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Generating Dummy Data for Event Hubs or Blob Storage

documentednerd profile image Kevin Mack Originally published at on ・3 min read

So I was working on this as part of another project, and I thought I would share. Basically, one of the most annoying aspects of building data pipelines is getting test data to verify the results of that data.

So nothing overly ground breaking, but I thought this might be useful for anyone trying to pipe data into a data pipeline, whether that be blob storage or event hub.

So what I did was build a small generic utility to build text files full of JSON objects and then parse those files putting them onto event hub.

Now for the sake of this instance, I decoupled the code for the event hub, so that I could get more utility, and implemented this as part of a dotnet core console application. Below is the method for generating the files:

static void Main(string[] args)
            var builder = new ConfigurationBuilder()
                .AddJsonFile("appsettings.json", optional: true, reloadOnChange: true);
            var configuration = builder.Build();

            var appSettings = new AppSettings();

            ConfigurationBinder.Bind(configuration.GetSection("AppSettings"), appSettings);

            for (var f = 0; f < appSettings.NumberOfFiles; f++)
                var fileName = $"{appSettings.FilePrefix}-{f}-{ DateTime.Now.ToString("MM-dd-yyyy-hh-mm-ss")}.txt";

                Console.WriteLine($"Creating file - {fileName}");

                //Create records for entry
                var list = new List<LogEntryModel>();
                for (var x = 0; x < appSettings.MaxNumberOfRecords; x++)
                    var logEntry = new LogEntryModel();

                    logEntry.LogDateTime = DateTime.Now;
                    logEntry.LogMessage = $"Test { x } - { DateTime.Now.ToString("MM-dd-yyyy-hh-mm-ss")}";
                    logEntry.SequenceNumber = x;

                    Console.WriteLine($"Creating line entry - { logEntry.LogMessage}");

                    var randomTime = RandomNumber(1, appSettings.MaxWaitBetweenEntries);

                    Console.WriteLine($"Thread sleep for { randomTime }");
                    Console.WriteLine($"Sleep over - Processing file");

                var filePath = $@"C:\temp\{fileName}";
                //Create text file"
                using (StreamWriter file = File.CreateText(filePath))
                    JsonSerializer serializer = new JsonSerializer();
                    serializer.Serialize(file, list);
                    Console.WriteLine("Pushing Json to file");

                //Push to blob storage
                BlobServiceClient blobServiceClient = new BlobServiceClient(appSettings.BlobConnectionString);

                //Create a unique name for the container
                string containerName = "logs";

                // Create the container and return a container client object
                var containerClient = blobServiceClient.GetBlobContainerClient(containerName);

                BlobClient blobClient = containerClient.GetBlobClient(fileName);

                Console.WriteLine("Pushing File to Blob Storage");
                using FileStream uploadFile = File.OpenRead(filePath);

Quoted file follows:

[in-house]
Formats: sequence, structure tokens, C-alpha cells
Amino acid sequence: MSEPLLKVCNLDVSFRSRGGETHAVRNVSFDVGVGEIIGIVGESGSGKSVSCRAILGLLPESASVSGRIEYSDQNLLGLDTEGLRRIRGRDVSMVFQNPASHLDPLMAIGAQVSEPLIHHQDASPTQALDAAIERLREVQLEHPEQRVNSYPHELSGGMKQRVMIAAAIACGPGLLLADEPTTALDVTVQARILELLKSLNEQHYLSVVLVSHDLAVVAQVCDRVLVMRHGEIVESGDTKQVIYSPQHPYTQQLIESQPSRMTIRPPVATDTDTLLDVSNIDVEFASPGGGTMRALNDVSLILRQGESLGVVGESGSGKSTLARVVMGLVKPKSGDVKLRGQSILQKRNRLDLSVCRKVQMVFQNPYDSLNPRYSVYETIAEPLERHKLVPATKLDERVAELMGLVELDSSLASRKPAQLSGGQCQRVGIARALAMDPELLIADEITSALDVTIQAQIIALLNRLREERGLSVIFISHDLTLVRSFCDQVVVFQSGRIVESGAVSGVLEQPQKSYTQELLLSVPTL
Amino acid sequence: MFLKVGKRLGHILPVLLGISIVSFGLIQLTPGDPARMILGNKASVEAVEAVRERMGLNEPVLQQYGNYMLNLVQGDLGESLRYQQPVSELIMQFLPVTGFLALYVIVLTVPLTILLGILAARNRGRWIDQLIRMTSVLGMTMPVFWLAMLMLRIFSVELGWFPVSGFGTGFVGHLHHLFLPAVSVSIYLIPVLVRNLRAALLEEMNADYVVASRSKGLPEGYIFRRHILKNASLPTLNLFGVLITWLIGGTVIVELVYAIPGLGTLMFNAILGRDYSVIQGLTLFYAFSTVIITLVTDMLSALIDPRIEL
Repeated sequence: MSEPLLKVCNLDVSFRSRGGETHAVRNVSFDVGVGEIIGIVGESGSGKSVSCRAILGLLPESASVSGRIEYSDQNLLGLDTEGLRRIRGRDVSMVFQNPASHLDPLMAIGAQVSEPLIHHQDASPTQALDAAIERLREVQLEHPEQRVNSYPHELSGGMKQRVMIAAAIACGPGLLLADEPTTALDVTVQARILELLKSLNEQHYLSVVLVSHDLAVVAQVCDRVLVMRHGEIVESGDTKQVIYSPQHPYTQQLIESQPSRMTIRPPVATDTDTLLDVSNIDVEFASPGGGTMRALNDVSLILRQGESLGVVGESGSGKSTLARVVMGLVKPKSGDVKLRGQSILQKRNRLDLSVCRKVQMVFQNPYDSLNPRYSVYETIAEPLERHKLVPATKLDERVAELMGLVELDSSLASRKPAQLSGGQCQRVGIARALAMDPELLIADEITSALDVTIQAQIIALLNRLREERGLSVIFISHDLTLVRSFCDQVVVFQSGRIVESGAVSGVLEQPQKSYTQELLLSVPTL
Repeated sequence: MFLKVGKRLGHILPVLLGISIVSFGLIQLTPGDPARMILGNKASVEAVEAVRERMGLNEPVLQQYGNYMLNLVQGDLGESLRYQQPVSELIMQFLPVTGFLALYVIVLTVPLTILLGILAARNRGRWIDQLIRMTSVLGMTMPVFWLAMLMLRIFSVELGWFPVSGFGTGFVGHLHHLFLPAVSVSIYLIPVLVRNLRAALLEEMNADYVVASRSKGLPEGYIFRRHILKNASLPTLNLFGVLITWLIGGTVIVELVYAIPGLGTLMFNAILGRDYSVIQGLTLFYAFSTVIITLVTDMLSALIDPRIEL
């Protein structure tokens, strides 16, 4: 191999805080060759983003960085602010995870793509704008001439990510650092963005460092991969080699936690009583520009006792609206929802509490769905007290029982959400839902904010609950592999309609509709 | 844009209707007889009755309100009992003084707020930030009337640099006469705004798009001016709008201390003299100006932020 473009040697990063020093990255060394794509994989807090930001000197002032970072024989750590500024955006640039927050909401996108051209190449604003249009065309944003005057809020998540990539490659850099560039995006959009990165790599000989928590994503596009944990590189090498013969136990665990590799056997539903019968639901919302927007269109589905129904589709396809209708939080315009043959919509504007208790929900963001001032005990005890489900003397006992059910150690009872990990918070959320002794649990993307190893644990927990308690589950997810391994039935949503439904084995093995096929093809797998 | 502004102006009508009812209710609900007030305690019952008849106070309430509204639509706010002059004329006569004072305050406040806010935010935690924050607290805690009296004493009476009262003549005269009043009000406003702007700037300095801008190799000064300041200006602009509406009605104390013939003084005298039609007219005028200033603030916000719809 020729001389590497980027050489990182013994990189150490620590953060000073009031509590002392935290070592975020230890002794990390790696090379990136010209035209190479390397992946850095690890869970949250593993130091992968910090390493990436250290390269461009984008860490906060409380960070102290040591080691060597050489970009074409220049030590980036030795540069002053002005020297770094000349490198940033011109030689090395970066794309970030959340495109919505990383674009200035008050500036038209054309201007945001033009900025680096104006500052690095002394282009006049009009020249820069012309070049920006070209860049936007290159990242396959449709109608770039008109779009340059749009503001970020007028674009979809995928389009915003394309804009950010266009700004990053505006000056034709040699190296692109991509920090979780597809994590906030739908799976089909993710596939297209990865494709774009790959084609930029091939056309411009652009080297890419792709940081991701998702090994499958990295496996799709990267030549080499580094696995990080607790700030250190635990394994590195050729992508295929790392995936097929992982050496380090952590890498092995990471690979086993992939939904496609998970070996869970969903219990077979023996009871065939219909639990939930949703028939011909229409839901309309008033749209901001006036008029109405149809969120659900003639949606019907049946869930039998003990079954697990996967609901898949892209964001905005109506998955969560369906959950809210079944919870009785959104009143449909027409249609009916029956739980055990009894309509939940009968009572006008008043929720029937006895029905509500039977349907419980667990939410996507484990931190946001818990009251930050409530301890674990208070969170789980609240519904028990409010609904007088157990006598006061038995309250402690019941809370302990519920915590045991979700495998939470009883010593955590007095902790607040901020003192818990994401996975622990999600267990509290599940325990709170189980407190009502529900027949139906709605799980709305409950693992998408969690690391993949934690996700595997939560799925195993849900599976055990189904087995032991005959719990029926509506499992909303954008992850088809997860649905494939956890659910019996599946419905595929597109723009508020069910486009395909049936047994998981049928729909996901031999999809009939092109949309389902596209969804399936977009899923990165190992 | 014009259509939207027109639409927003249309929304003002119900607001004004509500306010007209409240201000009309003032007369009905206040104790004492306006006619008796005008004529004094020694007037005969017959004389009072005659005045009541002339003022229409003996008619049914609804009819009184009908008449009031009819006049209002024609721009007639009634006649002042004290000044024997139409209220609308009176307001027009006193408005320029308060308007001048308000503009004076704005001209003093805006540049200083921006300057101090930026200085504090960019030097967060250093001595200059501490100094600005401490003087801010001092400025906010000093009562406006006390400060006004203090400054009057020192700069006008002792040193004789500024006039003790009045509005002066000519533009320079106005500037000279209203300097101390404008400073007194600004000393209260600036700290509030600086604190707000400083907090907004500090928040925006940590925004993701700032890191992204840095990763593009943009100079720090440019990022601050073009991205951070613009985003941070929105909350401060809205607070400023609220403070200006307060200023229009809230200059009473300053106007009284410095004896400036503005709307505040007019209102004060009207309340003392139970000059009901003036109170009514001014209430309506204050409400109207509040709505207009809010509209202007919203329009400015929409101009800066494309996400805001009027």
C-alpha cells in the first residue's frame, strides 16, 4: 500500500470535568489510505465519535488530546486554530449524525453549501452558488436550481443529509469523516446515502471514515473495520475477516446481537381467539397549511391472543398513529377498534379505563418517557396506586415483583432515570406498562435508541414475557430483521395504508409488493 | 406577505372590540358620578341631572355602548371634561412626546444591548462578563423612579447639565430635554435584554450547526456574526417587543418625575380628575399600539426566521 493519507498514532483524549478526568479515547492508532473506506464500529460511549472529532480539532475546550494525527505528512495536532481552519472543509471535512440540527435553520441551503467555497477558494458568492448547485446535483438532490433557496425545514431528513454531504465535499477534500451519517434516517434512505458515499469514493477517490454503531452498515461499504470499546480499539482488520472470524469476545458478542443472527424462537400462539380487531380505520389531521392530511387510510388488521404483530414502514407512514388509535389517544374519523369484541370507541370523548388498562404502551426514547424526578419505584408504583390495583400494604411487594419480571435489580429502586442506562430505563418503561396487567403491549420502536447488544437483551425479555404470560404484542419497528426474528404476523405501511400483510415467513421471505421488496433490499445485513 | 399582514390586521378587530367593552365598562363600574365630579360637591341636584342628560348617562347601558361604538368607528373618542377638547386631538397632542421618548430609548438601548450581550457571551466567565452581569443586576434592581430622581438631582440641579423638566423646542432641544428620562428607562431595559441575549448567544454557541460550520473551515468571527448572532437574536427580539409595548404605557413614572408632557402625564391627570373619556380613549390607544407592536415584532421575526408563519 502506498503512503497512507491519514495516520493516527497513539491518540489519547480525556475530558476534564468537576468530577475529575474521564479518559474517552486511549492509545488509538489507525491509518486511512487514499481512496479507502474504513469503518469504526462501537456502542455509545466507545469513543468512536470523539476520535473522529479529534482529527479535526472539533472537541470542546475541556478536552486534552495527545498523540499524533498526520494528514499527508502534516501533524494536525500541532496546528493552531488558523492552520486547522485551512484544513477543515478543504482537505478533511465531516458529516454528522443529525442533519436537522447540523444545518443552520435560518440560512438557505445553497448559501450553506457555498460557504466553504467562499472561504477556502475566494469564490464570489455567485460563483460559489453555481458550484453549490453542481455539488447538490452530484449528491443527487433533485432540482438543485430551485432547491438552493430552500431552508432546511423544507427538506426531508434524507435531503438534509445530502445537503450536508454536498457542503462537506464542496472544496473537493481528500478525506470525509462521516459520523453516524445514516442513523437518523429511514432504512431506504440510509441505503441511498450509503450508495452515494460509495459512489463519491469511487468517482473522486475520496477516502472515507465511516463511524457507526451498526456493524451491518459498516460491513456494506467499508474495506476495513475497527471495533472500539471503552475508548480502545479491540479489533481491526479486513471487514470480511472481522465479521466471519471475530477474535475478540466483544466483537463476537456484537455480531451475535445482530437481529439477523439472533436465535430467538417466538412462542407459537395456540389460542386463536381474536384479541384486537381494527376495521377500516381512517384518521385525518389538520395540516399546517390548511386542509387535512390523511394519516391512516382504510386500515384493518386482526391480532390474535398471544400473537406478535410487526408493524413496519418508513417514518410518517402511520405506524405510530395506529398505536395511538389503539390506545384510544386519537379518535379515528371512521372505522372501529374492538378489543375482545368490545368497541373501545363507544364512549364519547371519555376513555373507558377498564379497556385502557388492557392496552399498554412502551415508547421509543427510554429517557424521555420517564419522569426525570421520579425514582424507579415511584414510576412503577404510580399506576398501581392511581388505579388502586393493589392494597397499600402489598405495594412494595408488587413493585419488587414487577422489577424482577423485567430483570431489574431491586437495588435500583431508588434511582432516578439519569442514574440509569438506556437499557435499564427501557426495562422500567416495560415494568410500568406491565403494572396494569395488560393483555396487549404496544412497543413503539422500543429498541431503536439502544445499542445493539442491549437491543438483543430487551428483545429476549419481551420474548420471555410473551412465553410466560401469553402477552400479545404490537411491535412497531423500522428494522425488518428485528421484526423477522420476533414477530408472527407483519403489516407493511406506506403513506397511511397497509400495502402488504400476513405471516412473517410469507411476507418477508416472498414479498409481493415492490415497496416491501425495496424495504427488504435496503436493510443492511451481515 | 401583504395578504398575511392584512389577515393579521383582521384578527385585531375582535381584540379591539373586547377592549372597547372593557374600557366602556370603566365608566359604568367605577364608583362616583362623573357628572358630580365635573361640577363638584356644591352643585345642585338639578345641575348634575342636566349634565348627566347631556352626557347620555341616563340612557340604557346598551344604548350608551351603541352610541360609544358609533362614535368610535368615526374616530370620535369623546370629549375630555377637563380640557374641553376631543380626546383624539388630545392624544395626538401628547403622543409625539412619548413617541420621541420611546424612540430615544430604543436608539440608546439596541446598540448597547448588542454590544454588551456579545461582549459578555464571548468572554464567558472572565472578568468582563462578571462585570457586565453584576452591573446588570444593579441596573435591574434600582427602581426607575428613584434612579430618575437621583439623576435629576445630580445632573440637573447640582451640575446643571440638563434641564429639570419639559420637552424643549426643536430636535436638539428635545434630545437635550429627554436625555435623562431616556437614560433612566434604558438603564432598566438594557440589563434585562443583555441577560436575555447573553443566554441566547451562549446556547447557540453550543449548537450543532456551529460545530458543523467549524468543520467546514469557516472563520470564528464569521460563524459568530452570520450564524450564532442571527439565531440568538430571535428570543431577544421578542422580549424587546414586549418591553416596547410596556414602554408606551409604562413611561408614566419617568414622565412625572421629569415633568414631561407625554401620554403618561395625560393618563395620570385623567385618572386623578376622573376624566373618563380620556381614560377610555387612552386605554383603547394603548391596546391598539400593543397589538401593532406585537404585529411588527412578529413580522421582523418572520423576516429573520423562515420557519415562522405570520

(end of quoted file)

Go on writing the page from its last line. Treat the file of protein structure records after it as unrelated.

var uploadTask = blobClient.UploadAsync(uploadFile, true);



                Console.WriteLine("File Uploaded to Blob storage");

                var randomFileTime = RandomNumber(1, appSettings.MaxWaitBetweenFiles);
                Console.WriteLine($"Thread going to sleep for - { randomFileTime}");
                Console.WriteLine("Thread sleep down, moving onto next file");

                Console.WriteLine($"Started Deleting file {filePath}");
                Console.WriteLine($"Finished Deleting file {filePath}");

            Console.WriteLine("All Files Processed and uploaded.");


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In addition to creating staggered entries, it additionally outputs in an easy readable format to the console screen. Below is the method I use to generate the random numbers:

static int RandomNumber(int min, int max)
            return _random.Next(min, max);

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Overall nothing to special, but it at least creates an easy method of generating the json objects required for pumping through a data pipeline.

Below is all I leverage for a data model for this but this could easily be swapped for any data model you like with some random elements:

public class LogEntryModel
        public DateTime LogDateTime { get; set; }
        public string LogMessage { get; set; }
        public int SequenceNumber { get; set; }

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Now on the back end, I needed to take these blob files and parse them. And did so by doing the following:

using (var sr = new StreamReader(logFile, Encoding.UTF8))
                var logs = new List<LogEntryModel>();

                var str = sr.ReadToEnd();

                logs = JsonConvert.DeserializeObject<List<LogEntryModel>>(str);

                await using (var producerClient = new EventHubProducerClient(connectionString, hubName))

                    using EventDataBatch eventBatch = await producerClient.CreateBatchAsync();

                    foreach (var logEntry in logs)
                        var txt = JsonConvert.SerializeObject(logEntry);
                        eventBatch.TryAdd(new EventData(Encoding.UTF8.GetBytes(txt)));

                    await producerClient.SendAsync(eventBatch);
                    log.LogInformation($"Log of {name} with {logs.Count} rows processed.");

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Anyway, I hope you find this helpful to get data pushed into your pipeline.


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